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Thread: psexec - Microsoft Windows Authenticated User Code Execution

  1. #1
    Just burned his ISO
    Join Date
    Aug 2007
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    Default psexec - Microsoft Windows Authenticated User Code Execution

    Greetings,

    I'm looking for documention on this particular exploit; Metasploit - Microsoft Windows Authenticated User Code Execution.

    It states it similar to sysinternals psexec tool, but I can't find information on patching or best recommendations. It simply links to the sysinternals page

    It appears that the code comments state the following:
    Windows XP systems that are not part of a domain default to treating all
    network logons as if they were Guest. This prevents SMB relay attacks from
    gaining administrative access to these systems. This setting can be found
    under:

    Local Security Settings >
    Local Policies >
    Security Options >
    Network Access: Sharing and security model for local accounts

    What, if any, recommendation does anyone for PC that are domain members? Changing the default administrator account name? As I understand it, the exploit uses a valid admin username and password (or password hash)....

    Am I simply missing something right in front of me?

    thanks,

  2. #2

    Default

    Quote Originally Posted by dmshady001 View Post

    What, if any, recommendation does anyone for PC that are domain members? Changing the default administrator account name? As I understand it, the exploit uses a valid admin username and password (or password hash)....
    you seem to have asked two questions. the psexec module is not the same as the smbrelay exploit. the psexec module creates a service and a registry key and sends back the payload you choose and requires local admin or higher on the box. you have to provide it a username/pass(or hash).

    the smbrelay, doesnt not require a username/pass(hash) but does require the attacker to "browse" to their smb share and it relays the hash back to the victim. again, it needs admin+ or higher.

    most of the drives those exploits is considered a feature and pretty much required for most windows domains. both are essentially internal attacks because you shouldnt being allowing smb/netbios traffic outside the firewall.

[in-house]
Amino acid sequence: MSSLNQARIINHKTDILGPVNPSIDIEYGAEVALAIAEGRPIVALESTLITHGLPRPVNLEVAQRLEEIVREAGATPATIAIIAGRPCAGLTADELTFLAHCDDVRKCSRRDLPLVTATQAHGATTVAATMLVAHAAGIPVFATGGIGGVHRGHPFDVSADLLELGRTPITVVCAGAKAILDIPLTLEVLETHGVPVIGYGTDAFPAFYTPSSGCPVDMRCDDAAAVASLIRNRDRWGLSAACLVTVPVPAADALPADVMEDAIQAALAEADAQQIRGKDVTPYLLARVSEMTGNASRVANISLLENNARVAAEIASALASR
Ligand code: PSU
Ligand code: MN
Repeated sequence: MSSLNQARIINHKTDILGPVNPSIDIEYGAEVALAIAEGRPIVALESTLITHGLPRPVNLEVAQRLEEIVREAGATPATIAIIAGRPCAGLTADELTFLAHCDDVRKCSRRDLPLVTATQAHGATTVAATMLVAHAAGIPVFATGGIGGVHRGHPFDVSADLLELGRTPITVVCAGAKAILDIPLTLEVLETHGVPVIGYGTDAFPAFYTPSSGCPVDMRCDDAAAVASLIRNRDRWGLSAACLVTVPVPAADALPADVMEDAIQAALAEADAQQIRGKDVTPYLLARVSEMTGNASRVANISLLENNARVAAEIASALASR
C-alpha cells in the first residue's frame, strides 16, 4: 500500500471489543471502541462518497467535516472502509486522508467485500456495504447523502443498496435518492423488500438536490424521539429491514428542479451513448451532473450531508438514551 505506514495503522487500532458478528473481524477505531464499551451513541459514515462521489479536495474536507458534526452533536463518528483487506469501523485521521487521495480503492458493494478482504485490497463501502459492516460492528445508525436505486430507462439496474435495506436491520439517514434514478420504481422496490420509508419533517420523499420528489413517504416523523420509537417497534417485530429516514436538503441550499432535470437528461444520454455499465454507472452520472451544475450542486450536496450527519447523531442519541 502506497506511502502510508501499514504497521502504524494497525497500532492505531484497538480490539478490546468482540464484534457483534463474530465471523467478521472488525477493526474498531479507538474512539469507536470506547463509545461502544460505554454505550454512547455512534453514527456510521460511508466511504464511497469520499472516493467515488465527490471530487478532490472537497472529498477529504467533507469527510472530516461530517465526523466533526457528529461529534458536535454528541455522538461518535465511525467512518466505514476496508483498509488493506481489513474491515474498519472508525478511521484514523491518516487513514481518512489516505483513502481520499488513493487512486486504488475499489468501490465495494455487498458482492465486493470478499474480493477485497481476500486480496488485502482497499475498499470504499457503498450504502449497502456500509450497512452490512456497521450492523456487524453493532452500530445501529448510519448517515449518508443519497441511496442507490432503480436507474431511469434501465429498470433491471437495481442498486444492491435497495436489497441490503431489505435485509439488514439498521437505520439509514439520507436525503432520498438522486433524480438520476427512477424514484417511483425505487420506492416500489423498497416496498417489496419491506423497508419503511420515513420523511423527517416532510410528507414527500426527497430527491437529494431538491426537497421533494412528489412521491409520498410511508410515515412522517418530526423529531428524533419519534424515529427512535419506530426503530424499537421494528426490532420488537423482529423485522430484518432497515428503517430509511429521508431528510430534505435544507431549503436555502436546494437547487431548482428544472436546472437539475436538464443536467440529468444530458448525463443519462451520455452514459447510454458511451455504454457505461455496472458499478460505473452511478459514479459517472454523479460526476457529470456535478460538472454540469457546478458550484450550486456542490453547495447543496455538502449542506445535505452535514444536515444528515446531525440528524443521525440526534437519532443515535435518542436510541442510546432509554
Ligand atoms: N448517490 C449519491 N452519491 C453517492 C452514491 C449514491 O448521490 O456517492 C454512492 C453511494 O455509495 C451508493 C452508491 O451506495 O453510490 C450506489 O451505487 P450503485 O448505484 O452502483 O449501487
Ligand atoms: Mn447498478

3. #3
    My life is this forum thorin's Avatar
    Join Date
    Jan 2010
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    2,629

    Default

    What, if any, recommendation does anyone for PC that are domain members?
    This is common security practice.

    Create an account, like Sysadmin or whatever, add it to the Administrators group and set a strong password. Disable the default "Administrator" account.
    I'm a compulsive post editor, you might wanna wait until my post has been online for 5-10 mins before quoting it as it will likely change.

    I know I seem harsh in some of my replies. SORRY! But if you're doing something illegal or posting something that seems to be obvious BS I'm going to call you on it.

  4. #4
    Just burned his ISO
    Join Date
    Apr 2008
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    1

    Default

    Quote Originally Posted by __CG__ View Post
    you seem to have asked two questions. the psexec module is not the same as the smbrelay exploit. the psexec module creates a service and a registry key and sends back the payload you choose and requires local admin or higher on the box. you have to provide it a username/pass(or hash).
    CG,
    How would you use a hash with psexec? I found no options in psexec to use a hash instead of a password. Thanks.

  5. #5

    Default

    Quote Originally Posted by DigMan View Post
    CG,
    How would you use a hash with psexec? I found no options in psexec to use a hash instead of a password. Thanks.
    I'm talking about the psexec module for metasploit. just pass the LM:NTLM hash into the SMBPass field and of course the username.

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